You sign the back of your business credit cards, you invested in an alarm system and you lock your doors at night. But the biggest threats to your business may not be around the corner – they are more likely to come from the Internet.
As many as 1 million new malware threats are unleashed on the Internet every day. Recent events have shown that companies of all sizes, even Target and Home Depot, can fall victim to hackers. One of the biggest problems is that hackers have gotten extremely sophisticated and can move quicker than companies can respond. That means taking preventative measures to protect all of your online assets is more important than ever.
Fortunately, the best solutions for safeguarding your business against cyber hackers are among the easiest.
#1 Ways to Protect Your VoIP Systems
More businesses are moving to cloud-based phone systems because they offer advanced calling features, more manageability, increased flexibility and better affordability. These systems can also track caller data and store information on all of your calls. When data is available that means it’s a target for cyber attackers.
Many of the threats depend on how you use your phones, particularly mobile phones that hook into WiFi hotspots. However, hackers could potentially eavesdrop on VoIP conversations and malware could affect VoIP connections through the computer. Because your cloud-based phone system is a partnership, the most important thing is to find a VoIP company that can overcome these threats. VoIP providers can help mitigate risks with secure data handling procedures, private servers, physical security at data centers, advanced software security, firewalls and password security measures.
#2 Ways to Protect Your Computers
The number one observation that came out of Verizon’s 2015 Data Breach Investigations Report was that the majority of hacks into computers came from malware based on old viruses. Companies are failing to address these old bugs and patch up systems so they’re protected. If your IT team remotely links into office computers the company is at even greater risk.
Takeaway: If you don’t have the manpower to look into security weaknesses and patch them, then hire someone to do it. Given that 90% of attacks come from existing malware, your company will be better protected now and into the future.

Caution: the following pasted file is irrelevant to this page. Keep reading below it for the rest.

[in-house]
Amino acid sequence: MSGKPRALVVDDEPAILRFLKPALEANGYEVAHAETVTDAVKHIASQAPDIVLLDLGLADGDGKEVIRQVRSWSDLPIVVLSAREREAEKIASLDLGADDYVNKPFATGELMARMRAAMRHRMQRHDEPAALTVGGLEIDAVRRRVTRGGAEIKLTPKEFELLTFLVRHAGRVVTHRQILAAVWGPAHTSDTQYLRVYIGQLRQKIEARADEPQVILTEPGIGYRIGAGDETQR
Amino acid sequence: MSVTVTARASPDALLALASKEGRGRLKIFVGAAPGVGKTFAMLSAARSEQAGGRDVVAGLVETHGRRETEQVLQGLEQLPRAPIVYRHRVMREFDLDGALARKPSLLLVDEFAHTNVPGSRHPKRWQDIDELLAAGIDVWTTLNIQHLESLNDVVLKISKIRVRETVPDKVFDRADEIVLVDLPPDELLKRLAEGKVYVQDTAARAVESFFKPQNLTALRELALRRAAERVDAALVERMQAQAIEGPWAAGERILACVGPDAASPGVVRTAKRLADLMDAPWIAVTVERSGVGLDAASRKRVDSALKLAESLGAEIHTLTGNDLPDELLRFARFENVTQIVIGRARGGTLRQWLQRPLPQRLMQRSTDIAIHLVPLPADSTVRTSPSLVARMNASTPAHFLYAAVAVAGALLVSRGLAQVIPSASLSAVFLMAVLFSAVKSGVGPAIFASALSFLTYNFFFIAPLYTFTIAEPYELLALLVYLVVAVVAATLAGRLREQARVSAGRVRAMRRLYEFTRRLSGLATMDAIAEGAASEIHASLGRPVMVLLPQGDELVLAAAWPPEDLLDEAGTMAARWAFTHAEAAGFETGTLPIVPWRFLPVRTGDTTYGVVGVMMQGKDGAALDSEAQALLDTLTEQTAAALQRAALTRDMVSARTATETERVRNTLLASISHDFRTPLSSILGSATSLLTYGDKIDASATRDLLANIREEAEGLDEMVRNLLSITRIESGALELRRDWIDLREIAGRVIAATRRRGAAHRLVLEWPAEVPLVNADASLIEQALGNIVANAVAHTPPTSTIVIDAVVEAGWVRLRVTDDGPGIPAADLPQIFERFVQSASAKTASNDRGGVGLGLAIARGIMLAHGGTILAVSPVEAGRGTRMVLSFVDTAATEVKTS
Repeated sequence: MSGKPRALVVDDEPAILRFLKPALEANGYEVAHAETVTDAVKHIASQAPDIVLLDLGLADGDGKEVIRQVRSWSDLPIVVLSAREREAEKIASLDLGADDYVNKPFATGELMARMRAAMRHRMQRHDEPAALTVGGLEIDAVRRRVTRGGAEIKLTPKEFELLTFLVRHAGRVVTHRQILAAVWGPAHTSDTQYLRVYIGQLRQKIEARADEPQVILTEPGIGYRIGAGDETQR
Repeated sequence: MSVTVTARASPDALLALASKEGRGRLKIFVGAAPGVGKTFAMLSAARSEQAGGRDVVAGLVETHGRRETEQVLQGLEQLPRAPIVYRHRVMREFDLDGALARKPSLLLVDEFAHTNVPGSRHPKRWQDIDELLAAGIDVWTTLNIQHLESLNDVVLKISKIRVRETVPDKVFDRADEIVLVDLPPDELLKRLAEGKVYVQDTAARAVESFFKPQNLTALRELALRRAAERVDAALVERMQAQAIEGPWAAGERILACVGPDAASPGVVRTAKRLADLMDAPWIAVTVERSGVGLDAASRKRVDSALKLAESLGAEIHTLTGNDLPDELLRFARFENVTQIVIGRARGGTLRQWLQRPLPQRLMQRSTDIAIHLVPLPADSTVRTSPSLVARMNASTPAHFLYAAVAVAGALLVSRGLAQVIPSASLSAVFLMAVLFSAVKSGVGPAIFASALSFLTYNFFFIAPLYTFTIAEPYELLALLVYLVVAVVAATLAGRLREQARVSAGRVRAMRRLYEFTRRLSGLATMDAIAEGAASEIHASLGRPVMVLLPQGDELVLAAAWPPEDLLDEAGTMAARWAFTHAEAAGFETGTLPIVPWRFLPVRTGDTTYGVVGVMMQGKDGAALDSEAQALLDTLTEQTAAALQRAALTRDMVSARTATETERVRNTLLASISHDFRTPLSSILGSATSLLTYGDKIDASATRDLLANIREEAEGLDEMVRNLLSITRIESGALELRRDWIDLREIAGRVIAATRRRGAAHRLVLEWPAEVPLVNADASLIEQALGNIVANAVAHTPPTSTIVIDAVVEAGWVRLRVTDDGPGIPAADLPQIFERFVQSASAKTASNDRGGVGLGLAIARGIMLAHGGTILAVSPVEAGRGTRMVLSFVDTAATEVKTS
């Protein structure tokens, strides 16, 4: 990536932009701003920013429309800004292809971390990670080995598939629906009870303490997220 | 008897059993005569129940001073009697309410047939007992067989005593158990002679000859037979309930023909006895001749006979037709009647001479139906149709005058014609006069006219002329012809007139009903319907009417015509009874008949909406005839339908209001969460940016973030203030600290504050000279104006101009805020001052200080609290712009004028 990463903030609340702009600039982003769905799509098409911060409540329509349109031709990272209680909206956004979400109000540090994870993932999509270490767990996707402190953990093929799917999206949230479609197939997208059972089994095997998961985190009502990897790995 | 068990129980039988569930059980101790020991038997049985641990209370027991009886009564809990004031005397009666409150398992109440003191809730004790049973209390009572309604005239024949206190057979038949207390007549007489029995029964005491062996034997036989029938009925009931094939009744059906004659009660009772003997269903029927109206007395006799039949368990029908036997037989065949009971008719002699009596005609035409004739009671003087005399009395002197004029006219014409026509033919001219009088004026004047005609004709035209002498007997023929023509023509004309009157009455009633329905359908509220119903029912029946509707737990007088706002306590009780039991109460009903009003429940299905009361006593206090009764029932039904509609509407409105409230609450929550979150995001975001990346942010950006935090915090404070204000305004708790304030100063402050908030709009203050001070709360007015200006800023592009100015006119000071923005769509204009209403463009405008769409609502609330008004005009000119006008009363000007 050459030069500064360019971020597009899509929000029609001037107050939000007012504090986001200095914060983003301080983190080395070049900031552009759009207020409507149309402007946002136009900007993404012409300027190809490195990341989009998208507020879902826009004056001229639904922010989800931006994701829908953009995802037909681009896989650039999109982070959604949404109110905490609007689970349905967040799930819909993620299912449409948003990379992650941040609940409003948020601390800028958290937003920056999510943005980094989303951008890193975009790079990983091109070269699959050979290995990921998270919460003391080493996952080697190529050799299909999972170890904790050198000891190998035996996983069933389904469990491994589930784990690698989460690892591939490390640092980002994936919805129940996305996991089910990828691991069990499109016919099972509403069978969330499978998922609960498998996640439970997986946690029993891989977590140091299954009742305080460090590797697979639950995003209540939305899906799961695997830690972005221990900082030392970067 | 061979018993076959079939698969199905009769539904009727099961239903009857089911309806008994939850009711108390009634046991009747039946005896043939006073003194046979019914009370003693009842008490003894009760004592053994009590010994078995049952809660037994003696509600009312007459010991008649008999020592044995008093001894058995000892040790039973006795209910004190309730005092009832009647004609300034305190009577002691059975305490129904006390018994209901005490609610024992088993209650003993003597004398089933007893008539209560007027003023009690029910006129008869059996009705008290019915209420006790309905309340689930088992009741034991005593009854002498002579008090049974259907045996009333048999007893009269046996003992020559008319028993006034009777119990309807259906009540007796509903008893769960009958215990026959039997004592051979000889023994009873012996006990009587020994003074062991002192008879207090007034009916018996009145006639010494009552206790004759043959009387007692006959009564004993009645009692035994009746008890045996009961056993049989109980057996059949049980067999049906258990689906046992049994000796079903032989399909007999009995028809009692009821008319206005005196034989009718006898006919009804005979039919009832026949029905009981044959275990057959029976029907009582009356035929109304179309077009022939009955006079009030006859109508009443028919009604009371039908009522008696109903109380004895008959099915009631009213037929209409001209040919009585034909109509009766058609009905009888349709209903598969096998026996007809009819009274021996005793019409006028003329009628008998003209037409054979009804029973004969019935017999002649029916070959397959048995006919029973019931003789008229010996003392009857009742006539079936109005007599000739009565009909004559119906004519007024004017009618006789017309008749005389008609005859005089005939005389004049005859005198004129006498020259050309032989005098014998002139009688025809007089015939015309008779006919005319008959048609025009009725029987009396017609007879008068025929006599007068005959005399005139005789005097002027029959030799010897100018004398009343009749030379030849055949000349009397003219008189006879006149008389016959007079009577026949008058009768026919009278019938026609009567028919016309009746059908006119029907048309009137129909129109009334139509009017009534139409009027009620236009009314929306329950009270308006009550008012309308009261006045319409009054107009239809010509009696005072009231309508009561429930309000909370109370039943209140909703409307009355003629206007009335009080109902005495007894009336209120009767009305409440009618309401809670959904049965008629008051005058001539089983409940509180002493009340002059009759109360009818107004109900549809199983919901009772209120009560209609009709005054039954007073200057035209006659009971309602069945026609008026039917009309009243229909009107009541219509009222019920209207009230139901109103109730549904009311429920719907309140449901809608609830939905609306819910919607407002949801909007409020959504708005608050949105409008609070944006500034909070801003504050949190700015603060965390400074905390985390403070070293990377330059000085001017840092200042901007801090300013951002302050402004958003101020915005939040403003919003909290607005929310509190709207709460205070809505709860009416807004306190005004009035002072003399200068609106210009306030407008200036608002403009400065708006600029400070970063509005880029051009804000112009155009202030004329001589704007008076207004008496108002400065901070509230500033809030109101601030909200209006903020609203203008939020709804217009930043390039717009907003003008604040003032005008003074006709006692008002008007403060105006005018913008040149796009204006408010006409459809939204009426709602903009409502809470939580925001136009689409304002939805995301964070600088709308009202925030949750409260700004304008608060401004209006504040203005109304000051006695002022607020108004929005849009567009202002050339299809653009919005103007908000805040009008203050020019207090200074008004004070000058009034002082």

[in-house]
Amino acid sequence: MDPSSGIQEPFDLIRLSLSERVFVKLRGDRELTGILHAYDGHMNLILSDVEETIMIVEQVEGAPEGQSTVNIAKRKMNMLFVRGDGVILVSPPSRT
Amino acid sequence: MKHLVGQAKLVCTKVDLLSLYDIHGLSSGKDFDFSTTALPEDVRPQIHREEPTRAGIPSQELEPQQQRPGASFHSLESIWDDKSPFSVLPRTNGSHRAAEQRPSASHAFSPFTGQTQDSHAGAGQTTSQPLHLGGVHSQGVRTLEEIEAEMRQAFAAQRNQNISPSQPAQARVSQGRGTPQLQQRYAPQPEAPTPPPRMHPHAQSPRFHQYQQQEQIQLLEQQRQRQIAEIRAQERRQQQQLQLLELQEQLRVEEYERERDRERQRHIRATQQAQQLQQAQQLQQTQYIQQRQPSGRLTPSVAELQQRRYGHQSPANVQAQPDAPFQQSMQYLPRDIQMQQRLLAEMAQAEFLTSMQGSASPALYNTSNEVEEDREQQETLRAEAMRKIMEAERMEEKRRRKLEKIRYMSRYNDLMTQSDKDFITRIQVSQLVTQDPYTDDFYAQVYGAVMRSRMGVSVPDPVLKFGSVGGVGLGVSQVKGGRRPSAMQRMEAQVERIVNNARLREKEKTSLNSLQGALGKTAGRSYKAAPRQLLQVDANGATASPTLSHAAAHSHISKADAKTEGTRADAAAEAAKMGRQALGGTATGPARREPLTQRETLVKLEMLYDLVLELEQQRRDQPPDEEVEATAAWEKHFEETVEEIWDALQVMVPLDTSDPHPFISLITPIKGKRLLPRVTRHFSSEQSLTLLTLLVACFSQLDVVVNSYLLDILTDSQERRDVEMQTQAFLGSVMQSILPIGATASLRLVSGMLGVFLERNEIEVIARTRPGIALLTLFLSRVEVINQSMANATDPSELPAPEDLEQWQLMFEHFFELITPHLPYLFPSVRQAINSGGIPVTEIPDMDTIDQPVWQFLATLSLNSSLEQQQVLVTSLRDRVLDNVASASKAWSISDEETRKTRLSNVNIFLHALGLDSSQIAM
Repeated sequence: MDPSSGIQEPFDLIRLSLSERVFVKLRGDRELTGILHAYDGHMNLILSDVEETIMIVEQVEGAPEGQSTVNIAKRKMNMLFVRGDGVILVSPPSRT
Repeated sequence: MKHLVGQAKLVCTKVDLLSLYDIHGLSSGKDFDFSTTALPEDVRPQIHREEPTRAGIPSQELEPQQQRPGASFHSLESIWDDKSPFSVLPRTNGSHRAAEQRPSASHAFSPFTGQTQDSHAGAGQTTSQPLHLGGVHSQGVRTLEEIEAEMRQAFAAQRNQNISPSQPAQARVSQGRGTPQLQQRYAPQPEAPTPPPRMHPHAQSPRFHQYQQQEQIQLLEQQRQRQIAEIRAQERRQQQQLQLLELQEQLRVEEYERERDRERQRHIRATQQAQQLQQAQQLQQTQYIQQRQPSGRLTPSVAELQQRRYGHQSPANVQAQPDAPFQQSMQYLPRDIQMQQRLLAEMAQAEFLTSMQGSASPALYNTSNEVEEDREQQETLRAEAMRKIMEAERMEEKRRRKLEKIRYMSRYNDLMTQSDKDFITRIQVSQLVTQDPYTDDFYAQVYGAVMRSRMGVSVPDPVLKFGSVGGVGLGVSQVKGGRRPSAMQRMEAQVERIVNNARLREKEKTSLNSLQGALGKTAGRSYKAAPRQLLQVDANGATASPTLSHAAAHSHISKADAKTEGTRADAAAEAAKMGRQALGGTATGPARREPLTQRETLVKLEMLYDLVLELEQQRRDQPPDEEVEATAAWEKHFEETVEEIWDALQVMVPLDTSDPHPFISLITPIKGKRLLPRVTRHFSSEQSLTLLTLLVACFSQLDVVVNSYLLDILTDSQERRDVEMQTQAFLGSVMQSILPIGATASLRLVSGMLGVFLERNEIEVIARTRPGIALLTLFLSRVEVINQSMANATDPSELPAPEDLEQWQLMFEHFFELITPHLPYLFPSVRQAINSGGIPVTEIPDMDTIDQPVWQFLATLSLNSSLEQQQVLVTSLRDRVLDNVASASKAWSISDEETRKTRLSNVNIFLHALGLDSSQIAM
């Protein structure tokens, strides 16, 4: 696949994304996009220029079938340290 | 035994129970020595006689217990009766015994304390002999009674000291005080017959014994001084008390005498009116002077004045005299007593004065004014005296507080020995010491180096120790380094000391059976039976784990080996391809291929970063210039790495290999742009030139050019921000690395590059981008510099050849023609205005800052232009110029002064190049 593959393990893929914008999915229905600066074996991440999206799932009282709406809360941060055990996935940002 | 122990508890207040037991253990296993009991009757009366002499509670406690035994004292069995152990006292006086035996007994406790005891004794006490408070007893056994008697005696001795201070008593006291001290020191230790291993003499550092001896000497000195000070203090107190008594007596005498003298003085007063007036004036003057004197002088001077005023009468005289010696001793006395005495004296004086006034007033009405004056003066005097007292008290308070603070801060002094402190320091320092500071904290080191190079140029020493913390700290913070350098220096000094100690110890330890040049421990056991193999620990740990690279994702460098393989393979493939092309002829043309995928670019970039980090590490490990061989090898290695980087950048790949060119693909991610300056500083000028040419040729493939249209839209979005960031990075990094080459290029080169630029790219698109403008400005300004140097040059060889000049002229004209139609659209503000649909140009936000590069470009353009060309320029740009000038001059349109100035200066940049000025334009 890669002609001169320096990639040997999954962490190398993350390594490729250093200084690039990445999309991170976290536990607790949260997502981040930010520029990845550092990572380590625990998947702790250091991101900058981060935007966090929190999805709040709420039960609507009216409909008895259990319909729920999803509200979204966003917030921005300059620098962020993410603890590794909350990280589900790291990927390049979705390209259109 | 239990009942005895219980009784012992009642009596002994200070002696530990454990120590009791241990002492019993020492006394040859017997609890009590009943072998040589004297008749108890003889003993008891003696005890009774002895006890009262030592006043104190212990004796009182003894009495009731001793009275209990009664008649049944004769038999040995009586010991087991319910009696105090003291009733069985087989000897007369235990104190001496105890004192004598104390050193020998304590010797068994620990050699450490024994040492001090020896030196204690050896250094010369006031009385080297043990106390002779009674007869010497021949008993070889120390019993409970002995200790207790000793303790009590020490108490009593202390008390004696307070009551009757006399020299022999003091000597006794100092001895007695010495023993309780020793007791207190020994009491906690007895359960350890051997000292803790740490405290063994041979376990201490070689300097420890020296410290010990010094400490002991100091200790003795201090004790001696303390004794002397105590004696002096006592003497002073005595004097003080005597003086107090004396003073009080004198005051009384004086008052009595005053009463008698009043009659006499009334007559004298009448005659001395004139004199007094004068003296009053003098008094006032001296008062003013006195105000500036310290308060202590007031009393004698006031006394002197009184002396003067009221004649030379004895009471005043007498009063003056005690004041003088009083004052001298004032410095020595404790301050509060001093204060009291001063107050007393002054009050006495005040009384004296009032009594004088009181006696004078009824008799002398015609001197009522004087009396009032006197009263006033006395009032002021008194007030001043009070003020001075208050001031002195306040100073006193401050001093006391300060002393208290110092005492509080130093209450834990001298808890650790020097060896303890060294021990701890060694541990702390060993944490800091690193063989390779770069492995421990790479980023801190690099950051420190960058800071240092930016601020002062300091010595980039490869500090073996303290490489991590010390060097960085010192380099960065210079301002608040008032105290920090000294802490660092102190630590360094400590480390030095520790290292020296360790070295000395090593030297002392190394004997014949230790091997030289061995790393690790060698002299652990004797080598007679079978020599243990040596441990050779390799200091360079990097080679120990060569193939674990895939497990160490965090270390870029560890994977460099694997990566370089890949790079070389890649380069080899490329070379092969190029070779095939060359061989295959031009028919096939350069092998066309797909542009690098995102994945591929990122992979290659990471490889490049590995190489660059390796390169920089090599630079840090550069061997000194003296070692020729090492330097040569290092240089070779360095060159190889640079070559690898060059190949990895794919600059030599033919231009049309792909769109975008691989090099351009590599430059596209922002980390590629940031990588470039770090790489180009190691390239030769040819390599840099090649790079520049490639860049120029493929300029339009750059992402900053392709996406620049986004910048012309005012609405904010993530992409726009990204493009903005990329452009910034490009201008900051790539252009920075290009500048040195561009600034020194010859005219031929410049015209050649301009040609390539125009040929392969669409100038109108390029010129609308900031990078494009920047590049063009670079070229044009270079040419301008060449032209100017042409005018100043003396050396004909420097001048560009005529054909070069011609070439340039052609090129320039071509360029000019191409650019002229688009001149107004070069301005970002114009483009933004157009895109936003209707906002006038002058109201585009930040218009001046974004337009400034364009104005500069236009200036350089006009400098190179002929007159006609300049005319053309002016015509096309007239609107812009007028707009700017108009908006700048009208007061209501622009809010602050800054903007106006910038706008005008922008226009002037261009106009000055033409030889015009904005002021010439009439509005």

#3 Ways to Protect Your Website
The majority of today’s businesses rely on well-designed websites to compete and increase revenue. But what’s on the backend can be even more important than what users see.
Websites can be extremely vulnerable to cyber attacks. It’s gotten to the point that bots, automated applications that go out and scan websites looking for weaknesses, outnumber visitors. A web scanning service is one of the easiest and most effective ways to protect a website. The service will immediately alert you the second something phishy happens so that you can take swift action and avoid disruptions.
The information provided by scanners can also help you patch problems and improve weaknesses so that future attacks are less likely. Just make sure the service provide scans regularly so issues are detected right away.
#4 Ways to Protect Your Email
For individuals, many email cyber attacks are an inconvenience that fortunately lead to nothing more. For businesses, a cyber attack can mean lost revenue, stolen proprietary information and compromised customer data that erodes trust. Just look at what happened to Sony in 2014.
Emails are one of the most common hangouts for hackers online. Hackers will get inside to steal identities, insider information and take over accounts. If they’re able to take over any of your accounts, they’ll then send out spam to your entire contact list trying to gain access to their information too. They can also completely wipe your email accounts clean and lock you out of your own emails.
The best way to prevent this is remarkably easy – better password practices. Set company guidelines for creating strong passwords on business email accounts. Best practices include:
- · Don’t use your name, location, birthday, etc.
- · Use uppercase and lowercase letters
- · Use symbols and punctuation
- · Use numbers
- · Make the password more than seven characters
- · Opt in for double authentication whenever possible
All employees also need to create a unique password for their business email that isn’t used anywhere else. This will prevent hackers from finding login information elsewhere that will allow them access into your business email account.